-> If you really believe you were a false positive, file a report as explained here
Just in, by the way, a list of WordPress plug-ins that apparently insert hidden links. If you use some of these, and they have inserted hidden links, that could have caused a penalty."
(Suggested by Giuseppe Mauriello)
From the original article: "Understanding the way that search engines like Google and Bing crawl your sites for duplicate content is not always easy to follow.
Google Panda evaluates the quantity and quality of the content housed on your site and assigns a value to your website or section of your website.
It’s important to note that just because you’ve updated your content, changes will not necessarily be reflected by Google until they update your Panda rank."
Informative. Useful. 8/10
"Google has confirmed reports of a Panda update with us.
[Google] told us they have done a data refresh of the Google Panda algorithm about a week ago, and added that there were no additional signals or algorithm changes. This was only a data refresh.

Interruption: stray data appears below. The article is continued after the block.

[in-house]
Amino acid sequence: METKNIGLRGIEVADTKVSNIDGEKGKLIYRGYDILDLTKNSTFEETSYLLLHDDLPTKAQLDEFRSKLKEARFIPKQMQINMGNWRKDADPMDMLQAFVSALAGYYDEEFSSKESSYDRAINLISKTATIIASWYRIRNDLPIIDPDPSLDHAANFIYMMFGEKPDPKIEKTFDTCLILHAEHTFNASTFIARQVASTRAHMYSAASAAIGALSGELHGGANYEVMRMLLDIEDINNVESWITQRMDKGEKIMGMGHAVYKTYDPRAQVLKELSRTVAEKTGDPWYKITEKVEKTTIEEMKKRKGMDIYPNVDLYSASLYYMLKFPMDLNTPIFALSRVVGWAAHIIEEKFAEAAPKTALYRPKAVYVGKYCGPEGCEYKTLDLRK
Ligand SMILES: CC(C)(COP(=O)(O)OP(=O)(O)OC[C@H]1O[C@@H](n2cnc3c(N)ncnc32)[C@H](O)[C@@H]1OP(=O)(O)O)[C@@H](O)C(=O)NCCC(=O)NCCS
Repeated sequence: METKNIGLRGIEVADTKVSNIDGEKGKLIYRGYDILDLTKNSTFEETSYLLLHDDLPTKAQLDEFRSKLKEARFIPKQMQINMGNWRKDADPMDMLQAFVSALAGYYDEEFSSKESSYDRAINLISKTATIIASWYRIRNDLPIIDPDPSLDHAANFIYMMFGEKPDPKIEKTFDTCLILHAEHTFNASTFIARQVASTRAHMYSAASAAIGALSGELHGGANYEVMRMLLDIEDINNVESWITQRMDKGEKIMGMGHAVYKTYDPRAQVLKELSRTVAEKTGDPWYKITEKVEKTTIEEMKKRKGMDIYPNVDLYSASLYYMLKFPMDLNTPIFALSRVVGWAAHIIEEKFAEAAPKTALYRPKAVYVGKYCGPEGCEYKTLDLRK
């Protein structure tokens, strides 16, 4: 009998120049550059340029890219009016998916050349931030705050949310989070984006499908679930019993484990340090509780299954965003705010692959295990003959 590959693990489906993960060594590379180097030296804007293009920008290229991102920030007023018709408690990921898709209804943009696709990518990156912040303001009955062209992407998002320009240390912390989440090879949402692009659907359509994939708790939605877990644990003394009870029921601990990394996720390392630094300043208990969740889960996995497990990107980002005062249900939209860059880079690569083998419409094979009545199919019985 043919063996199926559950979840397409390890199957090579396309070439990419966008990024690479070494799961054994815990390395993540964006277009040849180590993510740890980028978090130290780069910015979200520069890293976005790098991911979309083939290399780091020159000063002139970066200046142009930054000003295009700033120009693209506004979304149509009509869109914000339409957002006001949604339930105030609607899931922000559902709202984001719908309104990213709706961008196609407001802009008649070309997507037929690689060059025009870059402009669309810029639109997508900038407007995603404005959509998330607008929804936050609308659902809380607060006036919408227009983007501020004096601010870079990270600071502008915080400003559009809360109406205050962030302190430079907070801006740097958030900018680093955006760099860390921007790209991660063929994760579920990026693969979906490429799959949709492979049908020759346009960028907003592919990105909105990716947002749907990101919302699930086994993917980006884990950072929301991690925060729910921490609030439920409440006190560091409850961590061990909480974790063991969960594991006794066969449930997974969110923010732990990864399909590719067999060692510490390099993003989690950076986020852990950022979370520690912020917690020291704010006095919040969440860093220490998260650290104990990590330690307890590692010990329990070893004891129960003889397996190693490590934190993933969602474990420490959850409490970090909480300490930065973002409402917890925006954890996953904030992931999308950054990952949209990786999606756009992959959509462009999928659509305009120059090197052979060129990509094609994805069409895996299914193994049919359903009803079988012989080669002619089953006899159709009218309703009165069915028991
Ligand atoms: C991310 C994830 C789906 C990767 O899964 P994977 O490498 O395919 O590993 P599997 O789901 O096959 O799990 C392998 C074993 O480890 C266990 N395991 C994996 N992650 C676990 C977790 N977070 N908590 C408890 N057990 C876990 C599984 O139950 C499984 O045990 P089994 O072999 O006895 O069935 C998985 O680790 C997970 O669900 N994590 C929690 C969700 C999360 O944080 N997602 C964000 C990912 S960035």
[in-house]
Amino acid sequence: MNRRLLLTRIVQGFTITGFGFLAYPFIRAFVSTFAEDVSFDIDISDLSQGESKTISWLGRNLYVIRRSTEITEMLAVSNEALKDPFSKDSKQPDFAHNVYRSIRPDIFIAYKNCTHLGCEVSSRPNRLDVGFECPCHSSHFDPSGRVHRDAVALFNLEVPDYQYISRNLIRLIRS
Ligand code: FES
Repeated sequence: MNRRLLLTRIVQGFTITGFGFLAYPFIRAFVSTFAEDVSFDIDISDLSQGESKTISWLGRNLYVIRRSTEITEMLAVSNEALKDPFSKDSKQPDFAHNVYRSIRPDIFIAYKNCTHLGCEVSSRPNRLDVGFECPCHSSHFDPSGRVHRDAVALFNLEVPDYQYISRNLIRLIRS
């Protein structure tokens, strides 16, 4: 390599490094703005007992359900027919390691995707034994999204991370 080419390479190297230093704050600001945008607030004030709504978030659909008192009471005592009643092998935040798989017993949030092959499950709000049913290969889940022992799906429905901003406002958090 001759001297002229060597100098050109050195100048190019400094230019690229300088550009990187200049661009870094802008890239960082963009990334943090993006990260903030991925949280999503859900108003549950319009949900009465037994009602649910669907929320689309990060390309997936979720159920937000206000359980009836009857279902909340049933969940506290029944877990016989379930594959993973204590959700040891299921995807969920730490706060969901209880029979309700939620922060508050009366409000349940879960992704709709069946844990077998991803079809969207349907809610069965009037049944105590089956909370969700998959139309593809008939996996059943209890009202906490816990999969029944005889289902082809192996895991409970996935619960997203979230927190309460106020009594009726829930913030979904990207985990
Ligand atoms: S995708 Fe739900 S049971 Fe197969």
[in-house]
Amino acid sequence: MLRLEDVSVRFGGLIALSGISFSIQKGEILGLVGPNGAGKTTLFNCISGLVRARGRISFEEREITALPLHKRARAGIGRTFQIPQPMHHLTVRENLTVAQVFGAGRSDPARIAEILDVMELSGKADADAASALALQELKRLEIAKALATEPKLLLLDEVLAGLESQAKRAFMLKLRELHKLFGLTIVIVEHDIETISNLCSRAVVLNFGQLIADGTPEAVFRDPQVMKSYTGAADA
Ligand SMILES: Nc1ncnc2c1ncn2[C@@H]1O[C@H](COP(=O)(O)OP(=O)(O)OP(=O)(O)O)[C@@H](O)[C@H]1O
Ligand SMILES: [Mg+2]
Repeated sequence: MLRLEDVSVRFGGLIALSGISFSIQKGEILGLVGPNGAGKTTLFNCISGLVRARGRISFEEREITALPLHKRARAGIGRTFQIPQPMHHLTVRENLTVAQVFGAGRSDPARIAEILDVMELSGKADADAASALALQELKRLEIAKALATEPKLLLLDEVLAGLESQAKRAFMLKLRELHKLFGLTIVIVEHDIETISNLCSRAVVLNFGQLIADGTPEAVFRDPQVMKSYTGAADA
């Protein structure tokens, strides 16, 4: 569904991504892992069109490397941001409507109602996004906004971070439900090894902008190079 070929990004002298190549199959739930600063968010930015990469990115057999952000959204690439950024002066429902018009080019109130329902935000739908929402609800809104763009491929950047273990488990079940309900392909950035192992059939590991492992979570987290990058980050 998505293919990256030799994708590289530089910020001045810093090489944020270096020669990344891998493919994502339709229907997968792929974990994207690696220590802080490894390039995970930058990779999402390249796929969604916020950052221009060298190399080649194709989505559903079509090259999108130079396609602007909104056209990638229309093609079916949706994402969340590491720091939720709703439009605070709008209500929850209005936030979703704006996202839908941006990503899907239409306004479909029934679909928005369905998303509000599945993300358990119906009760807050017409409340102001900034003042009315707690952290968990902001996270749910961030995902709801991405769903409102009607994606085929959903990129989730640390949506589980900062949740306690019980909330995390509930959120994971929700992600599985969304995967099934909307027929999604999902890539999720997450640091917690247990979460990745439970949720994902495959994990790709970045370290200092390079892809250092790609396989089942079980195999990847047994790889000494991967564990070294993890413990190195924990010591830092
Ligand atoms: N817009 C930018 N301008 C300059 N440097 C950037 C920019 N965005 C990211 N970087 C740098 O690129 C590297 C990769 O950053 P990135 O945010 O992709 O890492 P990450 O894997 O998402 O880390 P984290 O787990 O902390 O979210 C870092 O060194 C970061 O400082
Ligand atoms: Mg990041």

I saw reports over the past week or so of webmasters commenting about their rankings. Most were complaining that they lost rankings, but some said sites that were originally hit by Panda regained their traffic levels pre-Panda. This would explain the data refresh, where Google ran the algorithm and updated the sites that should or should not have been touched by Panda."
Read the full article: http://searchengineland.com/google-panda-3-2-update-confirmed-109321
(thanks to Giuseppe Mauriello)
Danny Sullivan writes on Search Engine land:
Aaron Wall wrote about the campaign today at SEO Book, spotting how a search for “This post is sponsored by Google” brings back over 400 pages written apparently as part of a Google marketing campaign...
The campaign is odd in two major ways. For one, it potentially violates Google’s guidelines against paid links.
The head of Google’s web spam team, Matt Cutts, has been quite vocal that sponsored posts shouldn’t be a way for people to gain links in response for payment, that any links in such posts should use the nofollow attribute to prevent them from passing credit to Google’s ranking algorithm.
And yet here, we see one of Google’s sponsored post doing exactly that..."
Read the full article: http://searchengineland.com/googles-jaw-dropping-sponsored-post-campaign-for-chrome-106348
See the follow-up story, Google: Yes, Sponsored Post Campaign Was Ours But Not What We Signed-Up For.